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Hallo again to all, on this second Sunday of Advent.

Some number of years ago, when visiting San Francisco's sprawling Chinatown, at lunch we encountered a tour group from the People's Republic of China. One of our number spoke Chinese well enough to converse with them while we waited for our food to arrive. It was fascinating to learn that the Chinese were visiting San Francisco to look at their own history. They saw the city as a snapshot of Chinese culture, pickled in time, whose residents preserved as much as possible the China of 1850, from which San Francisco had been populated. The visiting Chinese were fascinated by the antique dress, the quaint old customs, and the old-fashioned language. Our most vivid memory of the event was of the visitor who spoke some English remarking 'This little town is more Chinese than China is.'

Canterbury pilgrims riding forthMuch more recently one of us was in England during Advent, in and near London. Attending Eucharist on Sunday at a visually delightful church that predates most of England's colonies (its 'modern' stained glass is mid-19th century, about the same time that San Francisco's Chinatown was built), we noted that its setting and construction imply age and tradition. But the worship service inside was entirely modern. Anglicans from the colonies tend to associate old buildings with old liturgy; the worship inside the church something to be preserved, along with the building itself.

Walking out of church that morning into the chilly bright sun of England's short Advent days, we found ourselves thinking of those Chinese visitors to San Francisco. Just as China had moved on but Chinatown had not, we mused that the mother country of Anglican churches has moved on, ever replacing many old traditions with new. Despite its ancient building, the church we attended that day retained few of the Victorian liturgical traditions that to us in the former empire were trademarks of Anglicanism. The language of Elizabeth I, of 'thee' and 'thou', still remarkably common in US churches, was nowhere to be heard in that church, in the land where she reigned. The liturgical nuances that, for many, define an Anglican liturgy were gone: no chanting, no genuflection, no bells. But by definition this church in the land of the Angles is an Anglican church.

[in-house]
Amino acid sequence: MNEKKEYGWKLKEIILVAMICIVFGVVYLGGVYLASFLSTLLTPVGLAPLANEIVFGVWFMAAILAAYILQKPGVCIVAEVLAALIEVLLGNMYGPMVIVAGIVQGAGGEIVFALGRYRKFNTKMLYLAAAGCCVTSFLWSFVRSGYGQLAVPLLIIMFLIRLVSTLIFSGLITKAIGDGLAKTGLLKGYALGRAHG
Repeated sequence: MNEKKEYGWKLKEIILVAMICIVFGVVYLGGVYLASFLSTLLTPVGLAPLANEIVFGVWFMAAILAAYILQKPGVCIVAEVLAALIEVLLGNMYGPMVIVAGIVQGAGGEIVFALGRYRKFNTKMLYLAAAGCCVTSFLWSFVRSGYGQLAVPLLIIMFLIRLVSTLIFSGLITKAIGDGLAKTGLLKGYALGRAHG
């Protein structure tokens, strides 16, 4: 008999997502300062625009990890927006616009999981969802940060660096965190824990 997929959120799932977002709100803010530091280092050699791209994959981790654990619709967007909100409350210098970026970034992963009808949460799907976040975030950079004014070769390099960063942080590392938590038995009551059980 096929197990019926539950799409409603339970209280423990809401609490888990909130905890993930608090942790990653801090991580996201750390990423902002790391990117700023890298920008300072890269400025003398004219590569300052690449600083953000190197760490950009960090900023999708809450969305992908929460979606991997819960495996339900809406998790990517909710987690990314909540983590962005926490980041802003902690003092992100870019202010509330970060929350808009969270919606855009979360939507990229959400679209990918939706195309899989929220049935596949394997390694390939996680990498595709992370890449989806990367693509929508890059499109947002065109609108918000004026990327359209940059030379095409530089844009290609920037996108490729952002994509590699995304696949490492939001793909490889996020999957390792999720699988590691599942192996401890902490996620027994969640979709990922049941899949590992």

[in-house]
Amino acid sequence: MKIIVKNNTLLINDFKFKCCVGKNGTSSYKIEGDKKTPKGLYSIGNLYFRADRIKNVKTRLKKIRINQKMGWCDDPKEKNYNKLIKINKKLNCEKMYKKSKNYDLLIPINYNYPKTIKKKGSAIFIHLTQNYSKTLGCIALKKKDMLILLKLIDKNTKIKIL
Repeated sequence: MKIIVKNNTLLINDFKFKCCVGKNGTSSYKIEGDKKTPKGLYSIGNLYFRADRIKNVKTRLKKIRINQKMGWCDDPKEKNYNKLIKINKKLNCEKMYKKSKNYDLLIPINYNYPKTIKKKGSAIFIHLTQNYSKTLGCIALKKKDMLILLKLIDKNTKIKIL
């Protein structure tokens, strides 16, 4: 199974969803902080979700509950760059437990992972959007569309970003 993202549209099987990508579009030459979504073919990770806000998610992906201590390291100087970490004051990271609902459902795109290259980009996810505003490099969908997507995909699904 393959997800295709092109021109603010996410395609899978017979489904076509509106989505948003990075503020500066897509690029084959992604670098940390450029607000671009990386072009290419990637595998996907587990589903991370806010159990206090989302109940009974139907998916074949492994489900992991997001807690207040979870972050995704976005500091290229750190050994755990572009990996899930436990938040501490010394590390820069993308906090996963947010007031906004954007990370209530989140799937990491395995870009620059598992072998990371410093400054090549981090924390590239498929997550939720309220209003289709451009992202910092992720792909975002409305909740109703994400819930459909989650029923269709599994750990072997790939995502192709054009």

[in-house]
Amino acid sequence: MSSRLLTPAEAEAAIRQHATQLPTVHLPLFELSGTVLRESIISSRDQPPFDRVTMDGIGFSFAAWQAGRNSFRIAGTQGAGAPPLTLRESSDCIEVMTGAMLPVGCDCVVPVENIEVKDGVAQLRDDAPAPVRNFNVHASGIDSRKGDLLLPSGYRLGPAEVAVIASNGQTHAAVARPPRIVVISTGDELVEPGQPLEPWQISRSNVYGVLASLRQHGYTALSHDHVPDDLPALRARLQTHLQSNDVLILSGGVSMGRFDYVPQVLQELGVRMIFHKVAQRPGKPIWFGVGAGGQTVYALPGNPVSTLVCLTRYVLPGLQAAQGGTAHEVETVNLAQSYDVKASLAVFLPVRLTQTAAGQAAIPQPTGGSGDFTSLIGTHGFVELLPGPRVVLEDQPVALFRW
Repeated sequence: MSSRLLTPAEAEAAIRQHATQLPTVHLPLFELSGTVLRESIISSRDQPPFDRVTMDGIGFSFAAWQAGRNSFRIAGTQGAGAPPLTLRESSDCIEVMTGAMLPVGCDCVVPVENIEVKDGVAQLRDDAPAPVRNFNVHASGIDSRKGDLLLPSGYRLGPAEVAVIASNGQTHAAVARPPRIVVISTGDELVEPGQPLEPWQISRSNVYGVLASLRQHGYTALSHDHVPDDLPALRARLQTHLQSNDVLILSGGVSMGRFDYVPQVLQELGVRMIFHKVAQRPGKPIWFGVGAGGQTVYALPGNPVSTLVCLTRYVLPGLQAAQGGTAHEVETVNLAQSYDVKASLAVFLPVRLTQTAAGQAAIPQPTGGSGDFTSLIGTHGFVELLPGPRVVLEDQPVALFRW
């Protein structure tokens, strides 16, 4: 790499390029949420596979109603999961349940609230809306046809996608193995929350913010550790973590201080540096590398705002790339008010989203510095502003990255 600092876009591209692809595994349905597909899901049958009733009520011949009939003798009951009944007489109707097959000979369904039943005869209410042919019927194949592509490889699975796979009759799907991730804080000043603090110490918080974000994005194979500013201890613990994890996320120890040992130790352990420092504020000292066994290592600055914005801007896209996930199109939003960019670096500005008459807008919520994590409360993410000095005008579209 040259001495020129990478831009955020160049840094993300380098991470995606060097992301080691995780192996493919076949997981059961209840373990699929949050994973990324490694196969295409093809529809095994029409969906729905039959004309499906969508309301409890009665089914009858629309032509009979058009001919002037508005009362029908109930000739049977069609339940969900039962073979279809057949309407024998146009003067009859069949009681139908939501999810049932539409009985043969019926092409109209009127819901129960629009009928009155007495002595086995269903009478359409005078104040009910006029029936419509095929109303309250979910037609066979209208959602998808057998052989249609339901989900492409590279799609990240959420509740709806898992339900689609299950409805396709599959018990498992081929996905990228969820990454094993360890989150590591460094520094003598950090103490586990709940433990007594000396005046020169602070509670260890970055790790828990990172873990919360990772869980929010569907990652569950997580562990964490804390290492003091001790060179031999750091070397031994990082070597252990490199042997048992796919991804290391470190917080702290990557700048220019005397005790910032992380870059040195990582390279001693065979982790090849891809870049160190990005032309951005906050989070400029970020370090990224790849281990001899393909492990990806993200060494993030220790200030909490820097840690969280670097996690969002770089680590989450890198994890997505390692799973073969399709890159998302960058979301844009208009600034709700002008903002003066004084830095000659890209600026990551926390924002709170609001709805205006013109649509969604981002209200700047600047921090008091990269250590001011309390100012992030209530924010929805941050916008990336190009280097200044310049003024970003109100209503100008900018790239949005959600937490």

We cherish the English traditions of the imperial era that set the liturgical and aesthetic tone for most Anglican churches round the world. We love the music, the liturgy, the art, the architecture, and the vesture. It's intriguing to note that the provinces of the Anglican Communion with whom those in the Episcopal Church in the USA have the greatest differences of opinion are in lands whose missionaries 'exported' different traditions than those exported to the States.

Many faithful Anglicans see their own parish church as typical, as an exemplar. But how do they know? Muslims, as part of their faith, must make a Hajj, a pilgrimage to Mecca, at least once in their lives. What would the Anglican world be like if each of us were required to make some sort of pilgrimage? We rather suspect that Anglicans would never agree on the right destination: Canterbury Cathedral? St Albans? Holy Trinity Brompton? All Saints Margaret Street? St Andrews in Sydney? Church of the Advent in Abuja? We could all switch from the squabble over 'What is the Anglican Communion?' to 'What is the most quintessentially Anglican church?'

Urging every Anglican to travel to some holy place at least once in a lifetime seems to us a good idea. Geoffrey Chaucer wrote the Canterbury Tales about one such pilgrimage; many of us have travelled in our reading with the Pardoner, the Knight, and the Wife of Bath. Is it too late to revive that tradition, to encourage every Anglican to make a real pilgrimage to an ancient Anglican place far from where they live and worship?

See you next week.

Brian Reid's signature
Cynthia McFarland
Brian Reid

Last updated: 7 Dec 2003

A thin blue line
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